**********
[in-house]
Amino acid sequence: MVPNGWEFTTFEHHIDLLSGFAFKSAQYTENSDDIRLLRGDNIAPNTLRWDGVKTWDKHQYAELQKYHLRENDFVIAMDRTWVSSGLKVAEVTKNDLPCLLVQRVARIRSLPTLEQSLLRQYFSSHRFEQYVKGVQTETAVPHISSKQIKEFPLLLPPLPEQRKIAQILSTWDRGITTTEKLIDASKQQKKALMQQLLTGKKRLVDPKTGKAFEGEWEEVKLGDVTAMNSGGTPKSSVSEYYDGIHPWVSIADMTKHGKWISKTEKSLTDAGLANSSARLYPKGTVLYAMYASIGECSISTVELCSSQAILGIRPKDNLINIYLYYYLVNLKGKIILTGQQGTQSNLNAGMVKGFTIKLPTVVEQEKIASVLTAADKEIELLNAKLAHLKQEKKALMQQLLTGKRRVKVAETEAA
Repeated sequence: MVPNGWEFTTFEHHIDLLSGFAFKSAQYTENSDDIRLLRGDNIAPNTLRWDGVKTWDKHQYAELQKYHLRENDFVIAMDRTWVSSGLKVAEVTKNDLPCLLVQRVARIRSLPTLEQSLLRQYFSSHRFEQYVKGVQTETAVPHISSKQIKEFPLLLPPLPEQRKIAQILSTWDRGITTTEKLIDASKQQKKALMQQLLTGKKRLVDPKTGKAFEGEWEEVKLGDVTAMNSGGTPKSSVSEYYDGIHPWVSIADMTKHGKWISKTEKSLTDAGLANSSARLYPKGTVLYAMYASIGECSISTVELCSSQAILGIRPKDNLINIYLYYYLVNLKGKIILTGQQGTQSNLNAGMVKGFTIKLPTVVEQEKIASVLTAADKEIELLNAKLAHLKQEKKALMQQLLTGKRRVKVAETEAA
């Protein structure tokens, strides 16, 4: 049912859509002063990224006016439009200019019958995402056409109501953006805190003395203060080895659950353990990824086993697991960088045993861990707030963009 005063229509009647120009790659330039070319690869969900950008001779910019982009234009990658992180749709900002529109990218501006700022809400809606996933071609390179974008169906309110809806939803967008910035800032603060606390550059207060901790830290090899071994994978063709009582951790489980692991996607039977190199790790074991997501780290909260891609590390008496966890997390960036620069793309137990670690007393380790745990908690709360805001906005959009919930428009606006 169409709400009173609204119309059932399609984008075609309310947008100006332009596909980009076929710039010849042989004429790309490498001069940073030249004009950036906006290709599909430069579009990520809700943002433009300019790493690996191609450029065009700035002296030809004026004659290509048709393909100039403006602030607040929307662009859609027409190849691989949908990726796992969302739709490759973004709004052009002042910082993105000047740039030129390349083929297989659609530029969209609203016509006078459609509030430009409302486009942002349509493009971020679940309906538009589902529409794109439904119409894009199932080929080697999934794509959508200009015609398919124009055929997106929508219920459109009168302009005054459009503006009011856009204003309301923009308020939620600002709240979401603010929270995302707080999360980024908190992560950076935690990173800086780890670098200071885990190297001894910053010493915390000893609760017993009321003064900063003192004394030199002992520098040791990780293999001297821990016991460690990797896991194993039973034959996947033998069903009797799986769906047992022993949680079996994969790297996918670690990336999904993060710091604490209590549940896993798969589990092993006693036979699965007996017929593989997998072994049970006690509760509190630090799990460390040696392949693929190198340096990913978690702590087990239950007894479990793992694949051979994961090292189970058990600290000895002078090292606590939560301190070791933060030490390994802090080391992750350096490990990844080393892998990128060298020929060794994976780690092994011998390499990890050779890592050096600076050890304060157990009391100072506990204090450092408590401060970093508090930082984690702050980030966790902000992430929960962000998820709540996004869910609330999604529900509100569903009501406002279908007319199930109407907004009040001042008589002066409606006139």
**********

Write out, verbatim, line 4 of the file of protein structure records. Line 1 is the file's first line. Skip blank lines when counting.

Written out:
């Protein structure tokens, strides 16, 4: 049912859509002063990224006016439009200019019958995402056409109501953006805190003395203060080895659950353990990824086993697991960088045993861990707030963009 005063229509009647120009790659330039070319690869969900950008001779910019982009234009990658992180749709900002529109990218501006700022809400809606996933071609390179974008169906309110809806939803967008910035800032603060606390550059207060901790830290090899071994994978063709009582951790489980692991996607039977190199790790074991997501780290909260891609590390008496966890997390960036620069793309137990670690007393380790745990908690709360805001906005959009919930428009606006 169409709400009173609204119309059932399609984008075609309310947008100006332009596909980009076929710039010849042989004429790309490498001069940073030249004009950036906006290709599909430069579009990520809700943002433009300019790493690996191609450029065009700035002296030809004026004659290509048709393909100039403006602030607040929307662009859609027409190849691989949908990726796992969302739709490759973004709004052009002042910082993105000047740039030129390349083929297989659609530029969209609203016509006078459609509030430009409302486009942002349509493009971020679940309906538009589902529409794109439904119409894009199932080929080697999934794509959508200009015609398919124009055929997106929508219920459109009168302009005054459009503006009011856009204003309301923009308020939620600002709240979401603010929270995302707080999360980024908190992560950076935690990173800086780890670098200071885990190297001894910053010493915390000893609760017993009321003064900063003192004394030199002992520098040791990780293999001297821990016991460690990797896991194993039973034959996947033998069903009797799986769906047992022993949680079996994969790297996918670690990336999904993060710091604490209590549940896993798969589990092993006693036979699965007996017929593989997998072994049970006690509760509190630090799990460390040696392949693929190198340096990913978690702590087990239950007894479990793992694949051979994961090292189970058990600290000895002078090292606590939560301190070791933060030490390994802090080391992750350096490990990844080393892998990128060298020929060794994976780690092994011998390499990890050779890592050096600076050890304060157990009391100072506990204090450092408590401060970093508090930082984690702050980030966790902000992430929960962000998820709540996004869910609330999604529900509100569903009501406002279908007319199930109407907004009040001042008589002066409606006139």